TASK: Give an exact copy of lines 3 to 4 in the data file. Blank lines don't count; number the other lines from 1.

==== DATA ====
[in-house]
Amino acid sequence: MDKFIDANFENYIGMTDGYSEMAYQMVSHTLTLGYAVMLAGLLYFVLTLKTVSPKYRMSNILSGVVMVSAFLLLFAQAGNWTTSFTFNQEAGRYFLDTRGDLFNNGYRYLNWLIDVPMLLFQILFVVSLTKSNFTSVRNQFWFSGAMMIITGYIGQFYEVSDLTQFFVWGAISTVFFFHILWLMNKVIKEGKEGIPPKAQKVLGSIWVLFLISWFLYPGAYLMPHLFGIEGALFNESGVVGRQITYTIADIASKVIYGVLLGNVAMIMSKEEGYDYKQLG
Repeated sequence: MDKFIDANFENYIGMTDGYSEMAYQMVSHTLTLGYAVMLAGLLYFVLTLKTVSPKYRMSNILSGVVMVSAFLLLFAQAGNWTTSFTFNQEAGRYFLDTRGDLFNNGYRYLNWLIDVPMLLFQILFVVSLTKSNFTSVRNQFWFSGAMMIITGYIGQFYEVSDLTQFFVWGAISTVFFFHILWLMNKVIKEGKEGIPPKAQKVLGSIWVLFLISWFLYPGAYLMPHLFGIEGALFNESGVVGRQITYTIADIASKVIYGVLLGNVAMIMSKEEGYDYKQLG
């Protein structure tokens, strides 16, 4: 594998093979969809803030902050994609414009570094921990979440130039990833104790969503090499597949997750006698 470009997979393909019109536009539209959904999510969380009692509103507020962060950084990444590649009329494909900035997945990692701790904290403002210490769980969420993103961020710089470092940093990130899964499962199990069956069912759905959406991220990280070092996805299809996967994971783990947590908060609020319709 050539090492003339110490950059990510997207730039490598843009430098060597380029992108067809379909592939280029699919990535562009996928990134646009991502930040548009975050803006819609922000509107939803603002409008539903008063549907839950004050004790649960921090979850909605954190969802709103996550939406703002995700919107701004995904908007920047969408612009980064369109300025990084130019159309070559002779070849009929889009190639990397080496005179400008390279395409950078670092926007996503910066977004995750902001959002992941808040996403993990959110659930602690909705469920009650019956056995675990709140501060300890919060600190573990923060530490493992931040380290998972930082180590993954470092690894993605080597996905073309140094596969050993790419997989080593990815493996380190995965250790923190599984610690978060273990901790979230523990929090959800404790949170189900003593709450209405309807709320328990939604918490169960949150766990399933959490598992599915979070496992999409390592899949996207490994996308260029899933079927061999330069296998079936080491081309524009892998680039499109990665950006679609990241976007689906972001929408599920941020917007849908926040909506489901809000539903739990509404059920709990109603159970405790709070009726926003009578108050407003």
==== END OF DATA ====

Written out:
Repeated sequence: MDKFIDANFENYIGMTDGYSEMAYQMVSHTLTLGYAVMLAGLLYFVLTLKTVSPKYRMSNILSGVVMVSAFLLLFAQAGNWTTSFTFNQEAGRYFLDTRGDLFNNGYRYLNWLIDVPMLLFQILFVVSLTKSNFTSVRNQFWFSGAMMIITGYIGQFYEVSDLTQFFVWGAISTVFFFHILWLMNKVIKEGKEGIPPKAQKVLGSIWVLFLISWFLYPGAYLMPHLFGIEGALFNESGVVGRQITYTIADIASKVIYGVLLGNVAMIMSKEEGYDYKQLG
């Protein structure tokens, strides 16, 4: 594998093979969809803030902050994609414009570094921990979440130039990833104790969503090499597949997750006698 470009997979393909019109536009539209959904999510969380009692509103507020962060950084990444590649009329494909900035997945990692701790904290403002210490769980969420993103961020710089470092940093990130899964499962199990069956069912759905959406991220990280070092996805299809996967994971783990947590908060609020319709 050539090492003339110490950059990510997207730039490598843009430098060597380029992108067809379909592939280029699919990535562009996928990134646009991502930040548009975050803006819609922000509107939803603002409008539903008063549907839950004050004790649960921090979850909605954190969802709103996550939406703002995700919107701004995904908007920047969408612009980064369109300025990084130019159309070559002779070849009929889009190639990397080496005179400008390279395409950078670092926007996503910066977004995750902001959002992941808040996403993990959110659930602690909705469920009650019956056995675990709140501060300890919060600190573990923060530490493992931040380290998972930082180590993954470092690894993605080597996905073309140094596969050993790419997989080593990815493996380190995965250790923190599984610690978060273990901790979230523990929090959800404790949170189900003593709450209405309807709320328990939604918490169960949150766990399933959490598992599915979070496992999409390592899949996207490994996308260029899933079927061999330069296998079936080491081309524009892998680039499109990665950006679609990241976007689906972001929408599920941020917007849908926040909506489901809000539903739990509404059920709990109603159970405790709070009726926003009578108050407003």